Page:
Although this novel opens with a horrifying image, it is not filled with violence. Instead it is a braided narrative about two women, mother and daughter, and they ways in which they did (or didn’t) find love in their lives.

Ines Santini is 19 when she travels to England to take up a new life with her English fiancé just after the end of World War II. In a tragedy that hit so many young women, who were unfortunate enough to live in the early 20th century when their men were involved in two truly horrible wars, that destroyed their personalities, Ines finds out that the playful young man she fell in love with the year before has vanished, to be replaced by a monster.

Her daughter Anna is 33 years old when Ines dies, leaving her a box-load of memories in the shape of papers & diaries mostly written in Italian.  Anna, who is feeling stuck both with her latest boyfriend and her life in general in England, decides to travel to Rofelle in Tuscany to see the village where her mother came from.

Although the blurb to this novel speaks breathlessly about “shocking secrets”, and “a heartbreaking betrayal,” I must say that what happened next to Anna, once she arrived in Tuscany, was entirely predictable, involving both romance & family secrets.  I was able to see this “secret” coming long before it arrived. And as for the heartbreaking betrayal, that involved a member of the community of Rofelle during the Second World War, not someone who was an intimate of either woman. This is not to say that what happened wasn’t horrible. But it wasn’t quite as heartbreaking as the blurb makes out.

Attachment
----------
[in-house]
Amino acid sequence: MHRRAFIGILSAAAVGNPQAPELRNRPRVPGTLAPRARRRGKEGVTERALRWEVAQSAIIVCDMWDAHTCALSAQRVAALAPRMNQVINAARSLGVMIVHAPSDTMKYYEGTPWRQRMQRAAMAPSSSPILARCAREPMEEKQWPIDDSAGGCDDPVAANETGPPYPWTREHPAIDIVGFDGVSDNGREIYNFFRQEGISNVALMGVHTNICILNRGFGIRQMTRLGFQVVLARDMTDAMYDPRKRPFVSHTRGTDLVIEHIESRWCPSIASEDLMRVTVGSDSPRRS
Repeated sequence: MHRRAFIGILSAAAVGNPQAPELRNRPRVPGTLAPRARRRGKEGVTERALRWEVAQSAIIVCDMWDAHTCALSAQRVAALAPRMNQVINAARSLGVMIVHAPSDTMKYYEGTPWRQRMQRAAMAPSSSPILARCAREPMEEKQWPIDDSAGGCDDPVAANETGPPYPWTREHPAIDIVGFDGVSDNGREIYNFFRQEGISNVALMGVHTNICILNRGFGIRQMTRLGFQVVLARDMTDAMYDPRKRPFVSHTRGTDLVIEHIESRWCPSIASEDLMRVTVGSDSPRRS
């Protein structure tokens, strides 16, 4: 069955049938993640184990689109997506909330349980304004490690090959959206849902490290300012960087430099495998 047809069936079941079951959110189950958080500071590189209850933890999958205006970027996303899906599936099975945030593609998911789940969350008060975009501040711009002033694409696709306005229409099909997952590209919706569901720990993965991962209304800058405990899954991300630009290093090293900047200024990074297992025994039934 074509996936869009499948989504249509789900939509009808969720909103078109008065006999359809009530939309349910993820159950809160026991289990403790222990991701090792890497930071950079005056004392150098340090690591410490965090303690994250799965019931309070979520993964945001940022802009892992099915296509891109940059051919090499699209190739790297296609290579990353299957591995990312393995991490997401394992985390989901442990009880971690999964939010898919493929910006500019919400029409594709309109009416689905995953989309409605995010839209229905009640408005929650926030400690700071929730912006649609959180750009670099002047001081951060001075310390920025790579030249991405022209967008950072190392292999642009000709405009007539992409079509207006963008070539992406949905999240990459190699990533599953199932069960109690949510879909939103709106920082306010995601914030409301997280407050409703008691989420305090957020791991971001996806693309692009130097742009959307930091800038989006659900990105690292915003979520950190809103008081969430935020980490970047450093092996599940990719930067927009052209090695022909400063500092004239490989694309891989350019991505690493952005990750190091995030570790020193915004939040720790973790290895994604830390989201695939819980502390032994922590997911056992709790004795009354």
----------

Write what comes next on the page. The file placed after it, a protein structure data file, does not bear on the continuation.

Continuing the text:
So this is a quiet novel, with one misleadingly violent scene tacked onto the front for effect.

Nevertheless, I found myself unable to go to bed until I’d finished it, because whatever flaws this novel might have (such as a near-constant shuffling of tense from present to past to present again, which I found particularly distracting) author Angela Petch created compelling characters. Four Stars. #thetuscansecret #angelapetch